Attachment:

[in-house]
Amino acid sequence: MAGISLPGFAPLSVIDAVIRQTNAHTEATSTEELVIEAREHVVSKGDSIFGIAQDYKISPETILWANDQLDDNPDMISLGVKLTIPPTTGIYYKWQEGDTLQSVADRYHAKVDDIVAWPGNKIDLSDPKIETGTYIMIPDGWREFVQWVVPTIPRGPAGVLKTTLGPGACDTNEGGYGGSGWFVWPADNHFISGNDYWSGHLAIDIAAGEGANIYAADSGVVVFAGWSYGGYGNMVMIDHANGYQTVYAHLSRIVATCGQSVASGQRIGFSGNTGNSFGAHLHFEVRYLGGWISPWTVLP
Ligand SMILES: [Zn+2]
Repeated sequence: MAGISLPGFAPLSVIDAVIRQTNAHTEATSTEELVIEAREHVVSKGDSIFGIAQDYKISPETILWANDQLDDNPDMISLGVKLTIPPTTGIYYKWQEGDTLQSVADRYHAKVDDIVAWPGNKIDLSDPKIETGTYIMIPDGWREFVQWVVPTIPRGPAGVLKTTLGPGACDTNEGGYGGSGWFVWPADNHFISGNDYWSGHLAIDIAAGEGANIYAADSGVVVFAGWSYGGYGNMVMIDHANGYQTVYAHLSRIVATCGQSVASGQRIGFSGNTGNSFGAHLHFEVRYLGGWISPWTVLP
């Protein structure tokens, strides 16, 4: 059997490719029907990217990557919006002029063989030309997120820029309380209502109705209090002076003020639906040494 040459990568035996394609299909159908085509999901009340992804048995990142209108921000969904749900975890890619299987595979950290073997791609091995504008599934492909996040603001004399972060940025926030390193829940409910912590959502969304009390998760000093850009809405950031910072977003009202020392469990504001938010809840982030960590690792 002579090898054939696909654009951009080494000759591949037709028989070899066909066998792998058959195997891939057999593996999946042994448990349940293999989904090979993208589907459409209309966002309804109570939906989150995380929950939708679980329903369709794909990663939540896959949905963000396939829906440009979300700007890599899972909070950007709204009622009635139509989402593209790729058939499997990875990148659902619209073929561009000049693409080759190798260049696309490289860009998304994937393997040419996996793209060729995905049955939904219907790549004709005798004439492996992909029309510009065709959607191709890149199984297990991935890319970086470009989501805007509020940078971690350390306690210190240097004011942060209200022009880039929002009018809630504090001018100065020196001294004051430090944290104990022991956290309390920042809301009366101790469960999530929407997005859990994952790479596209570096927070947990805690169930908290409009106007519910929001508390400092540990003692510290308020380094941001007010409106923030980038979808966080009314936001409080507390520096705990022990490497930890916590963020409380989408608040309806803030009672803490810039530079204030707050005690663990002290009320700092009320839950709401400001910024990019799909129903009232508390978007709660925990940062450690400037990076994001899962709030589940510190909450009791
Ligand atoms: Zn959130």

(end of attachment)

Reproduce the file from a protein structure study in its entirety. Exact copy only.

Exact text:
[in-house]
Amino acid sequence: MAGISLPGFAPLSVIDAVIRQTNAHTEATSTEELVIEAREHVVSKGDSIFGIAQDYKISPETILWANDQLDDNPDMISLGVKLTIPPTTGIYYKWQEGDTLQSVADRYHAKVDDIVAWPGNKIDLSDPKIETGTYIMIPDGWREFVQWVVPTIPRGPAGVLKTTLGPGACDTNEGGYGGSGWFVWPADNHFISGNDYWSGHLAIDIAAGEGANIYAADSGVVVFAGWSYGGYGNMVMIDHANGYQTVYAHLSRIVATCGQSVASGQRIGFSGNTGNSFGAHLHFEVRYLGGWISPWTVLP
Ligand SMILES: [Zn+2]
Repeated sequence: MAGISLPGFAPLSVIDAVIRQTNAHTEATSTEELVIEAREHVVSKGDSIFGIAQDYKISPETILWANDQLDDNPDMISLGVKLTIPPTTGIYYKWQEGDTLQSVADRYHAKVDDIVAWPGNKIDLSDPKIETGTYIMIPDGWREFVQWVVPTIPRGPAGVLKTTLGPGACDTNEGGYGGSGWFVWPADNHFISGNDYWSGHLAIDIAAGEGANIYAADSGVVVFAGWSYGGYGNMVMIDHANGYQTVYAHLSRIVATCGQSVASGQRIGFSGNTGNSFGAHLHFEVRYLGGWISPWTVLP
């Protein structure tokens, strides 16, 4: 059997490719029907990217990557919006002029063989030309997120820029309380209502109705209090002076003020639906040494 040459990568035996394609299909159908085509999901009340992804048995990142209108921000969904749900975890890619299987595979950290073997791609091995504008599934492909996040603001004399972060940025926030390193829940409910912590959502969304009390998760000093850009809405950031910072977003009202020392469990504001938010809840982030960590690792 002579090898054939696909654009951009080494000759591949037709028989070899066909066998792998058959195997891939057999593996999946042994448990349940293999989904090979993208589907459409209309966002309804109570939906989150995380929950939708679980329903369709794909990663939540896959949905963000396939829906440009979300700007890599899972909070950007709204009622009635139509989402593209790729058939499997990875990148659902619209073929561009000049693409080759190798260049696309490289860009998304994937393997040419996996793209060729995905049955939904219907790549004709005798004439492996992909029309510009065709959607191709890149199984297990991935890319970086470009989501805007509020940078971690350390306690210190240097004011942060209200022009880039929002009018809630504090001018100065020196001294004051430090944290104990022991956290309390920042809301009366101790469960999530929407997005859990994952790479596209570096927070947990805690169930908290409009106007519910929001508390400092540990003692510290308020380094941001007010409106923030980038979808966080009314936001409080507390520096705990022990490497930890916590963020409380989408608040309806803030009672803490810039530079204030707050005690663990002290009320700092009320839950709401400001910024990019799909129903009232508390978007709660925990940062450690400037990076994001899962709030589940510190909450009791
Ligand atoms: Zn959130």